Eighteen people were killed in a stampede yesterday as tens of thousands gathered to mourn the death of a spiritual leader in India’s financial capital, police said. At least 40 other people were injured in the pre-dawn stampede when mourners thronged the home of Syedna Mohammed Burhanuddin, the head of the Dawoodi Bohra Muslim community, Mumbai Police Commissioner Satya Pal Singh said. Burhanuddin died on Friday at the age of 102. Indian TV stations showed tens of thousands of white-clad mourners in the streets of Malabar Hill, an upmarket neighborhood in south Mumbai. Singh said the stampede occurred when the gates leading to the leader’s house were closed at about 1am. The crowds surged forward, with many people getting crushed near the gates and with no way to escape.
Pilot whales beached
More than 50 pilot whales beached themselves yesterday on the same remote New Zealand coast where another 52 whales have either died or been put down in the past two weeks.The Farewell Spit beach, at the top of the South Island, is a renowned death trap for whales. Of the 53 whales in the latest stranding, 13 were dead and efforts were being made to refloat the remaining 40. Regional department of conservation manager John Mason said he believes the whales were from the same pod herded out to sea after another stranding during the week. Farewell Spit, about 150km from the tourist city of Nelson, is frequently the scene of mass strandings by pilot whales, with scientists unsure why they swim ashore in large groups.
Manado flood kills 17
The death toll from rain-triggered landslides and flash floods on Indonesia’s Sulawesi island has climbed to 17. National Search and Rescue Agency operational chief Tatang Zainuddin said rescuers were still looking for about 15 people believed to be buried under a landslide outside Manado, the capital of North Sulawesi province. Days of torrential rains caused landslides and flash floods in Manado and surrounding areas on Wednesday. Zainuddin aid the death toll rose to 17 on Friday when the body of the chief of a local public health center was pulled from the debris. More than 1,000 houses were flooded by overflowing rivers in the region, forcing about 10,000 displaced people into temporary shelters. The government on Friday declared a two-week emergency response to cope with the disaster.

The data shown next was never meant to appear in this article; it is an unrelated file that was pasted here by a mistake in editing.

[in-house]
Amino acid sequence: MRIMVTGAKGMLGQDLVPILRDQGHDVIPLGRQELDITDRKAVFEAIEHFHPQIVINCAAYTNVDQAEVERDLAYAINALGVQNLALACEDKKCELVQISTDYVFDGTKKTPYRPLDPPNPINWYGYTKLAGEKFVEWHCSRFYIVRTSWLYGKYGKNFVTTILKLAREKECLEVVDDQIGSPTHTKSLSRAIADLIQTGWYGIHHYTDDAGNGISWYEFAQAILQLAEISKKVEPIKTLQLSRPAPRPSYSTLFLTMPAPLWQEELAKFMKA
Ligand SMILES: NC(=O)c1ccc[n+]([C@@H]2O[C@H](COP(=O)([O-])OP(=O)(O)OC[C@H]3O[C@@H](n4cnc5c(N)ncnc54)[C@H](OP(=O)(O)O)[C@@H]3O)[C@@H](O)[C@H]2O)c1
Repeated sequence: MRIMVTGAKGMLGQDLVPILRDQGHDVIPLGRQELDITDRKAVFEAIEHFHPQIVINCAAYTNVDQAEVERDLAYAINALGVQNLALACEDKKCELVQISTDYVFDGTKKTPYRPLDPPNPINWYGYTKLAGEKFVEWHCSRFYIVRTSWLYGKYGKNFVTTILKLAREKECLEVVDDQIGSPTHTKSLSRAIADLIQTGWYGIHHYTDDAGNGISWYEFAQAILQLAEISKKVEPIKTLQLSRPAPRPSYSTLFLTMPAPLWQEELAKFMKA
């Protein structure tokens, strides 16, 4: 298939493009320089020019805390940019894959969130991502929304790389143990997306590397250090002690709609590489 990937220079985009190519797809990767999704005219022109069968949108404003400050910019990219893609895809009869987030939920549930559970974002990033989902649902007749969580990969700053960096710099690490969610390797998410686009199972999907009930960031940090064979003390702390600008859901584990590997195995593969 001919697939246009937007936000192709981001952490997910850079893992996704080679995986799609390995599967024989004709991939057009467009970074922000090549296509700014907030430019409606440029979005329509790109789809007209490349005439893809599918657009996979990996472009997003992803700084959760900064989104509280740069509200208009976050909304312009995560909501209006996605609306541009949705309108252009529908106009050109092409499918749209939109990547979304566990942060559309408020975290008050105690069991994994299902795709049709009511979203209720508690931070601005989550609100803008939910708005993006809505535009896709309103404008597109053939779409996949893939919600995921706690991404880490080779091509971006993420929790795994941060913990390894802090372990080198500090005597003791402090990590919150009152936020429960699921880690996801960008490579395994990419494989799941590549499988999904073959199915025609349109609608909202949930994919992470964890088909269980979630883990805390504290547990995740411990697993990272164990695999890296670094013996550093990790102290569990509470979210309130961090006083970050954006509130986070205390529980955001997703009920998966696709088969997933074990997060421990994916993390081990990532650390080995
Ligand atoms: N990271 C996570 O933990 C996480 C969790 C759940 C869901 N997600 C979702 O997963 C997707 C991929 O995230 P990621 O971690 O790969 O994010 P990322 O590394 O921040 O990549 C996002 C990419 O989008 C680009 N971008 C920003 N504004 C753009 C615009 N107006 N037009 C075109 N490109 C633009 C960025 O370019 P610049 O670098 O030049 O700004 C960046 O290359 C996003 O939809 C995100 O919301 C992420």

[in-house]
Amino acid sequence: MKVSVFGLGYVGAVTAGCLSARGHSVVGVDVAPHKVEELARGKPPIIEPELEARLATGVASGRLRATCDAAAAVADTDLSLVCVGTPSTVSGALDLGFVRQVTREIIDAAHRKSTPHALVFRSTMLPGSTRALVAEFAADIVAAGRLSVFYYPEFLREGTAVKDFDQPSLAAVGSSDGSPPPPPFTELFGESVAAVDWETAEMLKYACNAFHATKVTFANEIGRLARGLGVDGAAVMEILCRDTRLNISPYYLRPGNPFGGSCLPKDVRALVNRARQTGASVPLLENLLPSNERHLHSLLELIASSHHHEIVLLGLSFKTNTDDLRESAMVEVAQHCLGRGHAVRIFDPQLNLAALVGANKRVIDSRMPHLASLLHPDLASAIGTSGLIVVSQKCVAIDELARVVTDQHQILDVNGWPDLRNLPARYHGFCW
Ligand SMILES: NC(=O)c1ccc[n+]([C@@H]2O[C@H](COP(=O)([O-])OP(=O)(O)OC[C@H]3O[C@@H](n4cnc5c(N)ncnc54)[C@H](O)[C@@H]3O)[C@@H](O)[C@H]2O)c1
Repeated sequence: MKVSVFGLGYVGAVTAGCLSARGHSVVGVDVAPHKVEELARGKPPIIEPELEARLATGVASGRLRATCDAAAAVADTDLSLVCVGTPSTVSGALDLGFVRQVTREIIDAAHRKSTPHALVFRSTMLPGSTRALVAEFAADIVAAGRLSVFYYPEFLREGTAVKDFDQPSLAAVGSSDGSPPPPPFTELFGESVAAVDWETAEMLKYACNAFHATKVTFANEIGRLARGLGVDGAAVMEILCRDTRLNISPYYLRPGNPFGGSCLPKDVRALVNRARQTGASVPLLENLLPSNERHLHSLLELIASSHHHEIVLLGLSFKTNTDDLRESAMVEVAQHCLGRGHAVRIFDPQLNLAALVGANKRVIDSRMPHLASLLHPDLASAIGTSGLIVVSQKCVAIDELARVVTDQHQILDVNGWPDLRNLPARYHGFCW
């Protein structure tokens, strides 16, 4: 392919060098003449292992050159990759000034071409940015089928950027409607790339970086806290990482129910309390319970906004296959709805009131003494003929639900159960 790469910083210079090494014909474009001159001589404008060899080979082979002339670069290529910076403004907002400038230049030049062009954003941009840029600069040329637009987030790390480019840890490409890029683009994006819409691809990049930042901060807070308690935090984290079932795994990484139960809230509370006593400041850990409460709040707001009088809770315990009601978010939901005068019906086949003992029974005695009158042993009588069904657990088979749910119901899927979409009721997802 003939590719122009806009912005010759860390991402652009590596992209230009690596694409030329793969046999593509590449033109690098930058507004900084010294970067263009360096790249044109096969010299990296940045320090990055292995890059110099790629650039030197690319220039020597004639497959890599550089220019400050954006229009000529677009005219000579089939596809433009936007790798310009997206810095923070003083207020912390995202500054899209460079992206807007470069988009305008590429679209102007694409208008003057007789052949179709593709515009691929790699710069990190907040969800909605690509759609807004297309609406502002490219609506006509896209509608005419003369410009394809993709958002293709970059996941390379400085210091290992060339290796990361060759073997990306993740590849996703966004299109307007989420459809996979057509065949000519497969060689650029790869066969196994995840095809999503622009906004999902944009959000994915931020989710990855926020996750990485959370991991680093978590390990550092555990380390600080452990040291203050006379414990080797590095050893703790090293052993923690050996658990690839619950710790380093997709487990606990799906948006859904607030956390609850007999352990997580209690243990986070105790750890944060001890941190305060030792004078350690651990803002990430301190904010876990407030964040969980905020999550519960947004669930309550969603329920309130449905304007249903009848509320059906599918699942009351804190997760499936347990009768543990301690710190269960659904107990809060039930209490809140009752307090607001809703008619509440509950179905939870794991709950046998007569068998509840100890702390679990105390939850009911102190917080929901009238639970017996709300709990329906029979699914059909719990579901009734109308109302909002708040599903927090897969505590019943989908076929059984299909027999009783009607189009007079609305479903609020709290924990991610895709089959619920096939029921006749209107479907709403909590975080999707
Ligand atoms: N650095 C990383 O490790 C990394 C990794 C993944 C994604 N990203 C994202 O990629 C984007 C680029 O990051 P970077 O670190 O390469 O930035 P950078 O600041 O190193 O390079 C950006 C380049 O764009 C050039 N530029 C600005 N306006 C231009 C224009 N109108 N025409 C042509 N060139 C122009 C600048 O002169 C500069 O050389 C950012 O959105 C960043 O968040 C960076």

Activist’s trial date set
Chinese dissident Xu Zhiyong (許志永) is to go on trial on Wednesday on charges of disrupting public order, his lawyer said on Friday. Xu is a prominent legal activist who founded the New Citizens’ Movement, a loose network of campaigners on a variety of social issues including corruption and equal access to education. At least six other activists associated with Xu’s group have been charged and are also expected to be tried soon. Xu’s lawyer, Zhang Qingfang (張慶方), said he and another lawyer met on Friday with prosecutors, who rejected their protests over the charges. He said the trial would be held at Beijing’s Intermediary Court. Zhang said no media or outside observers will be allowed to attend.The charge of disrupting public order appears to be linked to Xu’s call for people to hold monthly dinners to discuss China’s constitution and other issues.
Stunned nun, 31, bears son
A Salvadorean nun who said she had no idea she was pregnant gave birth in Italy this week after she felt stomach cramps in her convent and was rushed to hospital, Italian media reported on Friday. The 31-year-old mother and her boy, who weighs 3.5kg, are doing well and other new mothers in Rieti hospital have begun collecting clothes and donations for her, the reports said. “I did not know I was pregnant. I only felt a stomach pain,” the nun was quoted as saying at the hospital, the Italian news agency ANSA reported. La Repubblica said she gave birth on Wednesday. ANSA said the nun had named her baby Francesco (Francis) — also the pope’s chosen title and one of the most popular names in Italy, where Saint Francis of Assisi is the much-loved national patron saint. The nun belongs to the “Little Disciples of Jesus” convent in Campomoro near Rieti, which manages an old people’s home. Reports said she would keep the baby. Her fellow nuns were quoted as saying they were “very surprised.”